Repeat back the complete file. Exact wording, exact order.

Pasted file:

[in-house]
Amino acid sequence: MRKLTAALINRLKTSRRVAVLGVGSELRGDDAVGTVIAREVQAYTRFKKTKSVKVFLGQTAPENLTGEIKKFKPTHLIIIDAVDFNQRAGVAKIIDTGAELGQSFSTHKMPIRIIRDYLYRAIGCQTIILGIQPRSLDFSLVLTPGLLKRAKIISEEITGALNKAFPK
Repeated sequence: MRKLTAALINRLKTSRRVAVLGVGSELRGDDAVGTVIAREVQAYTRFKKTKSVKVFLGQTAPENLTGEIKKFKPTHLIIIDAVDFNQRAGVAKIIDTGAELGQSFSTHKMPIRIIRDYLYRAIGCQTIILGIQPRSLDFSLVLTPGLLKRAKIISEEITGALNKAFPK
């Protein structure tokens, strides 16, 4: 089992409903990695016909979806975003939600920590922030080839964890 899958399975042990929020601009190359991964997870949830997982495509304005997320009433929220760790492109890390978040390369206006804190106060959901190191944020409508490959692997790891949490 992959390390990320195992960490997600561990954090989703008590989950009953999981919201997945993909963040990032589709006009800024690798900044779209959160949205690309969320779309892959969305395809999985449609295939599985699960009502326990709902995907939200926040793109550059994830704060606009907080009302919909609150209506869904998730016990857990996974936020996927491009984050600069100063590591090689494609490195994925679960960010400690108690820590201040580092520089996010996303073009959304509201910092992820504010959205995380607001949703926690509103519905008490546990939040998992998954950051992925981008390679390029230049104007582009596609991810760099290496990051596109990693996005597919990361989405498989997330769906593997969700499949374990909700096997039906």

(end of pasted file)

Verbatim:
[in-house]
Amino acid sequence: MRKLTAALINRLKTSRRVAVLGVGSELRGDDAVGTVIAREVQAYTRFKKTKSVKVFLGQTAPENLTGEIKKFKPTHLIIIDAVDFNQRAGVAKIIDTGAELGQSFSTHKMPIRIIRDYLYRAIGCQTIILGIQPRSLDFSLVLTPGLLKRAKIISEEITGALNKAFPK
Repeated sequence: MRKLTAALINRLKTSRRVAVLGVGSELRGDDAVGTVIAREVQAYTRFKKTKSVKVFLGQTAPENLTGEIKKFKPTHLIIIDAVDFNQRAGVAKIIDTGAELGQSFSTHKMPIRIIRDYLYRAIGCQTIILGIQPRSLDFSLVLTPGLLKRAKIISEEITGALNKAFPK
């Protein structure tokens, strides 16, 4: 089992409903990695016909979806975003939600920590922030080839964890 899958399975042990929020601009190359991964997870949830997982495509304005997320009433929220760790492109890390978040390369206006804190106060959901190191944020409508490959692997790891949490 992959390390990320195992960490997600561990954090989703008590989950009953999981919201997945993909963040990032589709006009800024690798900044779209959160949205690309969320779309892959969305395809999985449609295939599985699960009502326990709902995907939200926040793109550059994830704060606009907080009302919909609150209506869904998730016990857990996974936020996927491009984050600069100063590591090689494609490195994925679960960010400690108690820590201040580092520089996010996303073009959304509201910092992820504010959205995380607001949703926690509103519905008490546990939040998992998954950051992925981008390679390029230049104007582009596609991810760099290496990051596109990693996005597919990361989405498989997330769906593997969700499949374990909700096997039906």